Roar is the first in the Stormheart series. It is true to what it is trying to be - a girl power fantasy coming of age romance. It's not a standout or especially original, but the heroine is strong and likable and the world building decent. Oh, and the cover art is gorgeous! Recommended for fans of Kristin Cashore, Laini Taylor and Marie Rutkoski.

I read an advance reader copy of Roar. It will be published in June 2017. It will be available at the Galesburg Public Library as a print book and as an ebook.

Tuesday, April 4, 2017

Beartown by Fredrik Backman

From the publisher: The bestselling author of A Man Called Ove returns with a dazzling, profound novel about a small town with a big dream—and the price required to make it come true.

In Beartown, the latest from Swedish publishing sensation Fredrik Backman, the residents of a small community, struggling economically, have one bright spot in their lives - the junior hockey team. This puts immense pressure on the teenaged members of that team and the adults around them.

Beartown is a slow-moving novel of great feeling that builds to big moments, then backs away and gets thoughtful. It's about sports, friendship, rape, societal expectations, right vs. wrong, female strength, and community. It features some fascinating, multi-faceted characters that felt like real people.  I loved it.

Beartown was not always easy to read, but I had trouble stepping away from it. The plot isn’t original: Something Happens before the big game that threatens the team’s success and pits the townspeople against one another. I guessed much of what was coming all along the way. The backgrounds of the characters aren’t particularly original – the bad boy whose father killed himself when he was a boy, the recent immigrant and his cleaning woman mother, the hometown hero returned in middle age to work for his old team. But Backman works those standard character descriptions into something More. The strength of the characters and the narrative make up for any deficiencies in plot. This is the kind of book where you get to know the characters so well you find yourself wondering about them long after you've finished the book.

I loved Backman’s first book, A Man Called Ove, but wasn’t too impressed with his third, Britt-Marie Was Here. While I enjoyed Ove more, Beartown is the better book. It really shows how much Backman has matured as a writer. Backman has a very specific writing style, slow, repetitive, and deliberate, and I’m sure it puts some people off. But I felt much of the writing in Beartown was masterful. Beartown reminds me in good ways of J.K. Rowling's The Casual Vacancy. Both are hard to read, and both showcase well developed characters that you come to care about and shine a spotlight on societal issues. (And Beartown is a lot shorter than The Casual Vacancy!)

I would give Beartown 4.5 stars instead of 5, mostly for the comfortable ending (although the ending satisfied me as a reader). I think this would make a great book discussion title. I recommend it for fans of Backman and of thoughtful fiction featuring developed characters.

Beartown comes out on April 25 and will be available at the Galesburg Public Library in multiple formats.

Friday, March 10, 2017

Defy the Stars by Claudia Gray

From the publisher: 

She's a soldier. Noemi Vidal is 17 and sworn to protect her planet, Genesis. She’s willing to risk anything - including her own life. To their enemies on Earth, she’s a rebel. He's a machine. Abandoned for years, utterly alone, Abel has advanced programming that’s begun to evolve. He wants only to protect his creator, and to be free. To the people of Genesis, he's an abomination.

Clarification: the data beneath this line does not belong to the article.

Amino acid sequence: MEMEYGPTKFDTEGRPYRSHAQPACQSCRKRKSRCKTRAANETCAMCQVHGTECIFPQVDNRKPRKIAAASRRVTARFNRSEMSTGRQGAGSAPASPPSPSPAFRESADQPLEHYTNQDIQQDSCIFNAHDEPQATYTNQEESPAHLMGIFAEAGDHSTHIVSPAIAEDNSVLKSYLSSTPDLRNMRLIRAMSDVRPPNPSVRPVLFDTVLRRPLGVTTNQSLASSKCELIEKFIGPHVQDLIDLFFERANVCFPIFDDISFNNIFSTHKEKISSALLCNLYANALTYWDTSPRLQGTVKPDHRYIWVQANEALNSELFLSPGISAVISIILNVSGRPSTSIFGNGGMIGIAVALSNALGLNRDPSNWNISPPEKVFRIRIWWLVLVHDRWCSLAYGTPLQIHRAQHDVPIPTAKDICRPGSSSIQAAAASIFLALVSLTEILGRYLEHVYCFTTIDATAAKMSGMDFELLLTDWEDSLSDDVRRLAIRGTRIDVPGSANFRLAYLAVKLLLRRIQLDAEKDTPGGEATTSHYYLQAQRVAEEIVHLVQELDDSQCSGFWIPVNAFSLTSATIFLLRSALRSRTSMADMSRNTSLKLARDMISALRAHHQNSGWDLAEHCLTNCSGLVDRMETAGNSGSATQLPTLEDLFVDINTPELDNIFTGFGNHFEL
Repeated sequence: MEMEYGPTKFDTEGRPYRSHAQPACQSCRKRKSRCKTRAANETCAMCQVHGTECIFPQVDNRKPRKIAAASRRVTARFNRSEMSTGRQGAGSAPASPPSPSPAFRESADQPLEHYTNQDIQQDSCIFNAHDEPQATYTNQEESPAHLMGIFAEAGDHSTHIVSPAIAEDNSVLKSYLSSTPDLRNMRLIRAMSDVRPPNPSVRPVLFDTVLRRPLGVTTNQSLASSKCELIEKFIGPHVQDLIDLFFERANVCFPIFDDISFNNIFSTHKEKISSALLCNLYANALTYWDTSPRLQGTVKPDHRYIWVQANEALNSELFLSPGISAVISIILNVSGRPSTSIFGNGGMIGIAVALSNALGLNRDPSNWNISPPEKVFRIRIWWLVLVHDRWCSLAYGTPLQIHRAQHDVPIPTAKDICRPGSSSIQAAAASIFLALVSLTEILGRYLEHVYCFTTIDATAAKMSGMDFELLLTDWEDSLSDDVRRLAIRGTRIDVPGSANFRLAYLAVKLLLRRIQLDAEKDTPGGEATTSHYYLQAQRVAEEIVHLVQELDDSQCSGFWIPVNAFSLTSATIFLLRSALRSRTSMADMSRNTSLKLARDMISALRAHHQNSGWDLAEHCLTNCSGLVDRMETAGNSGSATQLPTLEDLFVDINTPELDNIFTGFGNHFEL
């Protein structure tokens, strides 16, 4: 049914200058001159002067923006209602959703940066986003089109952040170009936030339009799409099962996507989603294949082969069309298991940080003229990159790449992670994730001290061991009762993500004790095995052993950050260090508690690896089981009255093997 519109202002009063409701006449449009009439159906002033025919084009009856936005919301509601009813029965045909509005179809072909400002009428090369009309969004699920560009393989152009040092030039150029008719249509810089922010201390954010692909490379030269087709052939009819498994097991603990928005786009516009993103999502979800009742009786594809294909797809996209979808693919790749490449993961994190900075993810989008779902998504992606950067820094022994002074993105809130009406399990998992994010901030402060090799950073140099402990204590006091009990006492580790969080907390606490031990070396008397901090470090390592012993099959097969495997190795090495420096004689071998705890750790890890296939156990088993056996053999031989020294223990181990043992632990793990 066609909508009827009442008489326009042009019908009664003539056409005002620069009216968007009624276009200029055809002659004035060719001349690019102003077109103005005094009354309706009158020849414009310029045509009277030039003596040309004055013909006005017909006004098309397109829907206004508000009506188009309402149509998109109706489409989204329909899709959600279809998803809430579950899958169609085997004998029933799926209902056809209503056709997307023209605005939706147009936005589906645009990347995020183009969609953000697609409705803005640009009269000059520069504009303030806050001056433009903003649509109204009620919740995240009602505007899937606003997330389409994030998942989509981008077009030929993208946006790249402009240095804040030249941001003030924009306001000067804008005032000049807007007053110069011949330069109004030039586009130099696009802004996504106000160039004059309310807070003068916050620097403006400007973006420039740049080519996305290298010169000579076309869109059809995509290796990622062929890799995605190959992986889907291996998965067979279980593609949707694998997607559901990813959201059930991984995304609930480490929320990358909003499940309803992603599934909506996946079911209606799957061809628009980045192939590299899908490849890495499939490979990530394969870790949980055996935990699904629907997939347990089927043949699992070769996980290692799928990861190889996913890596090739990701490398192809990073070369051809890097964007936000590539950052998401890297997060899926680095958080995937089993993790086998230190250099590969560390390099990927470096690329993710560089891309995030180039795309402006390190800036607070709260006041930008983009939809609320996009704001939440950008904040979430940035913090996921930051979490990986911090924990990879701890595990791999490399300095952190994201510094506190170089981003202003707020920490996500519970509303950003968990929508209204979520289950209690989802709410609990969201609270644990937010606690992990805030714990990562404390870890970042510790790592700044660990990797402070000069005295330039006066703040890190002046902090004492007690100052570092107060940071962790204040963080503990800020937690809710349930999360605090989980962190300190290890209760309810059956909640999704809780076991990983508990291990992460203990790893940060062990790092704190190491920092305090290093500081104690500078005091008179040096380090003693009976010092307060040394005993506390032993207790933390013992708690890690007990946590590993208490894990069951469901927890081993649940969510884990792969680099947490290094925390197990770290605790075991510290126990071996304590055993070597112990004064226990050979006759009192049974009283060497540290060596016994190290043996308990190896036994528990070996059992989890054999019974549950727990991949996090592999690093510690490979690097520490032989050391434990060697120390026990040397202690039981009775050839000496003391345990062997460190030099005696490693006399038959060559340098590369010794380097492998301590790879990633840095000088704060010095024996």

They are enemies in an interstellar war, forced by chance to work together as they embark on a daring journey through the stars. Their efforts would end the fighting for good, but not without sacrifice. The more time they spend together, the more they're forced to question everything they’d been taught was true.

Defy the Stars had me from page 1. The plot plunges right into action, with interesting characters and world building. I’m not a huge fan of the robot (or whatever) who wants to become “real,” but the author does a good job with this particular plot device and I bought into it.

Earth is approaching collapse after years of environmental destruction. The people of Earth have created “gates” that allow them to visit other solar systems, and they have chosen four planets as replacements for Earth. However, the people still living on Earth have learned nothing about good stewardship. The settlers on the planet Genesis have taken the mistakes made on Earth to heart and are trying to keep their planet healthy. They are fighting to keep the people of Earth from ruining Genesis as well.

Noemi is a Genesis soldier. She has volunteered to go on a suicide mission with other volunteers. I would have preferred that Noemi be a little older – maybe 21 or 22 rather than 17 - but this book is aimed at young adults and so she is a teenager.

Noemi and Abel, the “mech” (aka robot) that she finds on an abandoned Earth ship, are both strong but flawed. I liked them both and enjoyed the alternating points of view. Noemi and Abel embark on a mission Noemi hopes will end the war between Genesis and Earth. This takes them to each of the other planets and to Earth. The best part of the book by far for me was the descriptions of the four colonized planets, all very different and with very different inhabitants. Some of the people they meet get caught up in their plans and have their own moments to shine. (Oddly, one character is mentioned multiple times throughout the book but never actually appears. Perhaps he will appear in the sequel.)

Let’s face it, the plot is not particularly original, but I enjoyed the ride all the same. There is a fair amount about faith and God, which surprised me, but I didn’t find it heavy handed. I look forward to reading the sequel some day.

Defy the Stars will appeal to fans of the Starbound series by Amie Kaufman and Meagan Spooner. I read an advance reader copy of Defy the Stars. It is scheduled to be published in April 2017 and will be available at the Galesburg Public Library.